Organ transplants as commodities?

Published on August 31, 2015   43 min

Other Talks in the Series: Tissue in Research

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HUB ZWART: Welcome to the audience. Thank you for listening. To my name is Hub Zwart. I'm a professor of philosophy at the Faculty of Science, Radboud University, Nijmegen in the Netherlands. And I would like to talk to you today about organ transplantation, and more specifically about organ transplants as commodities. I think this is a very urgent ethical issue, it's a very global issue, it's a focus of concern worldwide. And I'll speak about this topic from a philosophical point of view. So although I will touch upon and discuss some of the medical issues, I will focus, of course, on the ethical and philosophical issues. Besides philosophy proper, so, besides concepts and arguments, I will also use organ transplantation cinema. I will discuss a few movies about experiences, recipients of organs, donors of organs, because I think those movies, organ transplantation cinema, as it were, can add something of value, can add some insights into our concerns, our anxieties, our desires concerning organ transplantations, our challenges, our options.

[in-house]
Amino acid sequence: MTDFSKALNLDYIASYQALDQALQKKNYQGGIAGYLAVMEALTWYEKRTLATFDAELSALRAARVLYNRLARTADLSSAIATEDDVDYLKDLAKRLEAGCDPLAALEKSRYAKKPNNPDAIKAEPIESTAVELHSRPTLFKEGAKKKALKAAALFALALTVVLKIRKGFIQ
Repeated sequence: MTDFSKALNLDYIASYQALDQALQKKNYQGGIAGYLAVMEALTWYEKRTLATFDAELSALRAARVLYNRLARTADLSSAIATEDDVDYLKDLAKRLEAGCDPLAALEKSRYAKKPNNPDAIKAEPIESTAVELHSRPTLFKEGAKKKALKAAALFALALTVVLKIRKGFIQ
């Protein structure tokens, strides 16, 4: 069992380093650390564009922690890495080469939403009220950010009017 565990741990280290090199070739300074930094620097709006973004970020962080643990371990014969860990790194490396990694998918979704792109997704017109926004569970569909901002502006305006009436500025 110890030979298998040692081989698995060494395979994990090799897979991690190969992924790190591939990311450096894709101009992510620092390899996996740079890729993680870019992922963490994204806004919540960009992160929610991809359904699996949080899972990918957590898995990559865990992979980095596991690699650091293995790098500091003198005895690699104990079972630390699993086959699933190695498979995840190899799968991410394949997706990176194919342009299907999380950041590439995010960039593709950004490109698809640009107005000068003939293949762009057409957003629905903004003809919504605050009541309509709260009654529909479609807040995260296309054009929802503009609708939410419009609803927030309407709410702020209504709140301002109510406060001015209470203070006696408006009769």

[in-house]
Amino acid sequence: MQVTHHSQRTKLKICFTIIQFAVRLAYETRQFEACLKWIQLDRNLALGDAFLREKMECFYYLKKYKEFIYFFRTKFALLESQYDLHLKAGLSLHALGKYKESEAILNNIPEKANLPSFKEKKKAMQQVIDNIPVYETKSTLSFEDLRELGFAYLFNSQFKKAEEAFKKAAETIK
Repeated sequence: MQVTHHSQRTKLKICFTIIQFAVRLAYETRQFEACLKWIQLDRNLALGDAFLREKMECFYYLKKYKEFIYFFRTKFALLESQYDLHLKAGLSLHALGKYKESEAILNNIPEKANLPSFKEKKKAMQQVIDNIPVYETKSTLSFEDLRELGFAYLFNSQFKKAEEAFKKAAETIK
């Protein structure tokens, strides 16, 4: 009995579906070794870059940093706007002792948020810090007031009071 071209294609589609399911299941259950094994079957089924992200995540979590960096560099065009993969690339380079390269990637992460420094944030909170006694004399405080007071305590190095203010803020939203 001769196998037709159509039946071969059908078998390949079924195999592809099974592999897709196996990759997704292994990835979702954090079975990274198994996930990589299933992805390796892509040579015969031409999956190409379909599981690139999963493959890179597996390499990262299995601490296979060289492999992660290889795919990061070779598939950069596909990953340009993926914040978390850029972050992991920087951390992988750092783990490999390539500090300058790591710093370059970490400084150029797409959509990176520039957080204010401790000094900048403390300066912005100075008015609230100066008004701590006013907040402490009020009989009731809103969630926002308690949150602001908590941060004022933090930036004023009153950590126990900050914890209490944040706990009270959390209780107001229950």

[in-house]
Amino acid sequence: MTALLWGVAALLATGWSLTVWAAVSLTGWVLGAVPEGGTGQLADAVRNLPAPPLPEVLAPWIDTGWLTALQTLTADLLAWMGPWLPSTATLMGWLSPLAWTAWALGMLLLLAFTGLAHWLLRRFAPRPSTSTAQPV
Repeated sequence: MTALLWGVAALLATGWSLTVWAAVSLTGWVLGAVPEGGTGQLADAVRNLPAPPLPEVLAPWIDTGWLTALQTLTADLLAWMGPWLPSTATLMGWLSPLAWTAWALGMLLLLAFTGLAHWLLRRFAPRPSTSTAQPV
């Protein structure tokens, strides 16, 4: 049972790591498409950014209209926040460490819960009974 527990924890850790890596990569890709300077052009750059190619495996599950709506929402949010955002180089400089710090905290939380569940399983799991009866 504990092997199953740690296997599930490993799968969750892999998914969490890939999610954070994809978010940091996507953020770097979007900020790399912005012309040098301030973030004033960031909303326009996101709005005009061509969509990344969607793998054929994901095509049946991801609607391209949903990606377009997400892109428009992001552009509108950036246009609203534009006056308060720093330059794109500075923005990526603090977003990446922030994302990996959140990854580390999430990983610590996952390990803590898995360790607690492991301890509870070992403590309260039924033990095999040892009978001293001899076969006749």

But before going into detail, let me first of all explain the design of my lecture. So the topic is transplantation medicine. But I will especially address the way in which transplantation medicine has changed our experience, our view of the human body. So besides, let's say, bioethical issues in a very strict sense, issues such as informed consent, donor consent, et cetera, I will, rather, approach this issue from what I call a "depth ethics" perspective. And I'll focus on what we call in philosophy the ontological dimension, the ontological repercussions. So basically I will talk about our view of the human body, our experience of embodiment. How has our view of the human body been affected by experiences and developments in organ transplantation? I will discuss the idea of bodily integrity, which is a very old concept, the idea that human body is very valuable, it should be inviolable. But I will explain that, well, the emergence of transplantation medicine has changed this, has shown, has revealed, so to speak, that our body is not simply a unity, a coherent whole, but rather can be seen as an aggregate of replaceable parts. So that's the view of human embodiment that was more or less conveyed, you could say, by transplantation medicine. So I will point out the conflict, the tension, between these two views of human embodiment, on the one hand, the traditional idea of the human body in terms of integrity and wholeness, on the other hand, the new view of the human body as an aggregate of replaceable parts. Then I will shift, as I already mentioned, to organ transplantation cinema. I will discuss a few movies about the topic. And I will especially focus on the intriguing fact that in many movies addressing organ transplantations, organ theft is a very key motive. So many of these movies are more or less about the problematic origin of implanted organs. And I think this is a very intriguing or interesting aspect. And I will talk about that. Why do these movies give so much attention to, let's say, illegal or clandestine organ markets, things like that, organ theft even. Why is this such a concern in those movies? I will talk about that a little bit. And in the end I will ask the question, well how has transplantation medicine changed our view of the human body and what can we learn from, let's say, organ transplantation cinema to understand, explore, and address these questions? Those will be my concluding remarks.